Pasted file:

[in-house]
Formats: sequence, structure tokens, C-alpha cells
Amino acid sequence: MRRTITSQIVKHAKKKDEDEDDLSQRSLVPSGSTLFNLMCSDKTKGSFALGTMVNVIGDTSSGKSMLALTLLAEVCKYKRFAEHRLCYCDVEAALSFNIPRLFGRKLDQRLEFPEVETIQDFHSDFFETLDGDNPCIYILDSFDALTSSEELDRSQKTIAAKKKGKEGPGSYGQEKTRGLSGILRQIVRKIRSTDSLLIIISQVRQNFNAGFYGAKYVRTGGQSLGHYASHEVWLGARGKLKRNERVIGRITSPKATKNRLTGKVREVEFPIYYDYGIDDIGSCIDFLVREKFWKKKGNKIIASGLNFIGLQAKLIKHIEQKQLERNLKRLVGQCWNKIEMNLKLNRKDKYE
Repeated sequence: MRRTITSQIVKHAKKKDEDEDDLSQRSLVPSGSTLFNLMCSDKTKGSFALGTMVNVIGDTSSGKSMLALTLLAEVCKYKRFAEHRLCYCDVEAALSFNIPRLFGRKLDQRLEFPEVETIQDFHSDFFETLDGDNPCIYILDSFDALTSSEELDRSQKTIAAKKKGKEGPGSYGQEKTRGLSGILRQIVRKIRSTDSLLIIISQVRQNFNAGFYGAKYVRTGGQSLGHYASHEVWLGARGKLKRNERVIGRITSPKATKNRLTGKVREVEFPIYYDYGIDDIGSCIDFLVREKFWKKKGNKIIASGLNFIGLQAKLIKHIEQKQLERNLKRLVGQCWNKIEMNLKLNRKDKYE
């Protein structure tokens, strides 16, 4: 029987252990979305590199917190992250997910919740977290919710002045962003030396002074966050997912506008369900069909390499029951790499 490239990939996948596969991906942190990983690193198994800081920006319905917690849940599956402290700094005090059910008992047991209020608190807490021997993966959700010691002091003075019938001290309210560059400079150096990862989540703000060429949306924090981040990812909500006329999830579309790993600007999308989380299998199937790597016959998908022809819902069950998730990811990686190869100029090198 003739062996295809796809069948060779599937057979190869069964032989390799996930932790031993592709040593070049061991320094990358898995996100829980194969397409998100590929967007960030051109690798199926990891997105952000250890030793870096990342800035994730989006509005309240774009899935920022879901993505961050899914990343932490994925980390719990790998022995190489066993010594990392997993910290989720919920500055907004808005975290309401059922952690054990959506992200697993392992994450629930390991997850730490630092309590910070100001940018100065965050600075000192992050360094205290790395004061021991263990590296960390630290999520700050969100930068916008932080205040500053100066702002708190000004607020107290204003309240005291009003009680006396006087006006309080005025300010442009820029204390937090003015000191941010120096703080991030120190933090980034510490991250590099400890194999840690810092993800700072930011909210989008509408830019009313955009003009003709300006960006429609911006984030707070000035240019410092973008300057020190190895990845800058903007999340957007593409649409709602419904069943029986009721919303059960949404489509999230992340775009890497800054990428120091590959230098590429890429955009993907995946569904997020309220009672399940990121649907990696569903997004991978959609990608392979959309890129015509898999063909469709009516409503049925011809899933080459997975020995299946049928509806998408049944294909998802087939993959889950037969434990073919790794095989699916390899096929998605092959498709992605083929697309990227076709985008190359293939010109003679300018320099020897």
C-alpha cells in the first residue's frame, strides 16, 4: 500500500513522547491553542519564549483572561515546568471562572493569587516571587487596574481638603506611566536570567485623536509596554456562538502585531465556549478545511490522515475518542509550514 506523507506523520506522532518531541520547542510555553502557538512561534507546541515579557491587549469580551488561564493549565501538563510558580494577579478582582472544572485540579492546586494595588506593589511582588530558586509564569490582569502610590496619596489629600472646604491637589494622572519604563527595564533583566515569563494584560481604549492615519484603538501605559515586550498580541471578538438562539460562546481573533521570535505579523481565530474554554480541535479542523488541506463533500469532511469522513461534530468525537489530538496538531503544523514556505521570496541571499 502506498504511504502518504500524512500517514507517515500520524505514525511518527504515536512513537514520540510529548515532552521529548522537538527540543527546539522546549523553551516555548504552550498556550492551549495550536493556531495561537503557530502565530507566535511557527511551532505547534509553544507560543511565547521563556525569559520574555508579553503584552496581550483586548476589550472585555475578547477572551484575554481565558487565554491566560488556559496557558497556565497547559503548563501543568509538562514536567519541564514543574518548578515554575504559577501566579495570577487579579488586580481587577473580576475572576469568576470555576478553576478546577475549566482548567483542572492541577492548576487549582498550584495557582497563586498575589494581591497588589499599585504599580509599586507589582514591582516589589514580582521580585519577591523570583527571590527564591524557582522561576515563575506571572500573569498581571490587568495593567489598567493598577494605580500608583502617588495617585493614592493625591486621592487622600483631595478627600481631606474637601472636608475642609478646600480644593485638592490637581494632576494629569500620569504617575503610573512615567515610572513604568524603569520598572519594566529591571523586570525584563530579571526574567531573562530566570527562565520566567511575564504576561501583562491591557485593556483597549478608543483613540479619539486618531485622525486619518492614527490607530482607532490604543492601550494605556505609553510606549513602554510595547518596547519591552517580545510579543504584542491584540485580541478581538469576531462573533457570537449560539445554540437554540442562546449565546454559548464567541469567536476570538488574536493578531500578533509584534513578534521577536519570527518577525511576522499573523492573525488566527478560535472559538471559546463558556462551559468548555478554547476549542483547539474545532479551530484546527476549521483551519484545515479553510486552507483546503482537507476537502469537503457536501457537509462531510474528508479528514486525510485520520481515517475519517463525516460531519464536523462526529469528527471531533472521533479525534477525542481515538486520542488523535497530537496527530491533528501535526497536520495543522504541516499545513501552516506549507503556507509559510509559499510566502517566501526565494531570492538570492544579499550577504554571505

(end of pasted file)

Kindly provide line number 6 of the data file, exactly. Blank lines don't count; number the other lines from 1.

C-alpha cells in the first residue's frame, strides 16, 4: 500500500513522547491553542519564549483572561515546568471562572493569587516571587487596574481638603506611566536570567485623536509596554456562538502585531465556549478545511490522515475518542509550514 506523507506523520506522532518531541520547542510555553502557538512561534507546541515579557491587549469580551488561564493549565501538563510558580494577579478582582472544572485540579492546586494595588506593589511582588530558586509564569490582569502610590496619596489629600472646604491637589494622572519604563527595564533583566515569563494584560481604549492615519484603538501605559515586550498580541471578538438562539460562546481573533521570535505579523481565530474554554480541535479542523488541506463533500469532511469522513461534530468525537489530538496538531503544523514556505521570496541571499 502506498504511504502518504500524512500517514507517515500520524505514525511518527504515536512513537514520540510529548515532552521529548522537538527540543527546539522546549523553551516555548504552550498556550492551549495550536493556531495561537503557530502565530507566535511557527511551532505547534509553544507560543511565547521563556525569559520574555508579553503584552496581550483586548476589550472585555475578547477572551484575554481565558487565554491566560488556559496557558497556565497547559503548563501543568509538562514536567519541564514543574518548578515554575504559577501566579495570577487579579488586580481587577473580576475572576469568576470555576478553576478546577475549566482548567483542572492541577492548576487549582498550584495557582497563586498575589494581591497588589499599585504599580509599586507589582514591582516589589514580582521580585519577591523570583527571590527564591524557582522561576515563575506571572500573569498581571490587568495593567489598567493598577494605580500608583502617588495617585493614592493625591486621592487622600483631595478627600481631606474637601472636608475642609478646600480644593485638592490637581494632576494629569500620569504617575503610573512615567515610572513604568524603569520598572519594566529591571523586570525584563530579571526574567531573562530566570527562565520566567511575564504576561501583562491591557485593556483597549478608543483613540479619539486618531485622525486619518492614527490607530482607532490604543492601550494605556505609553510606549513602554510595547518596547519591552517580545510579543504584542491584540485580541478581538469576531462573533457570537449560539445554540437554540442562546449565546454559548464567541469567536476570538488574536493578531500578533509584534513578534521577536519570527518577525511576522499573523492573525488566527478560535472559538471559546463558556462551559468548555478554547476549542483547539474545532479551530484546527476549521483551519484545515479553510486552507483546503482537507476537502469537503457536501457537509462531510474528508479528514486525510485520520481515517475519517463525516460531519464536523462526529469528527471531533472521533479525534477525542481515538486520542488523535497530537496527530491533528501535526497536520495543522504541516499545513501552516506549507503556507509559510509559499510566502517566501526565494531570492538570492544579499550577504554571505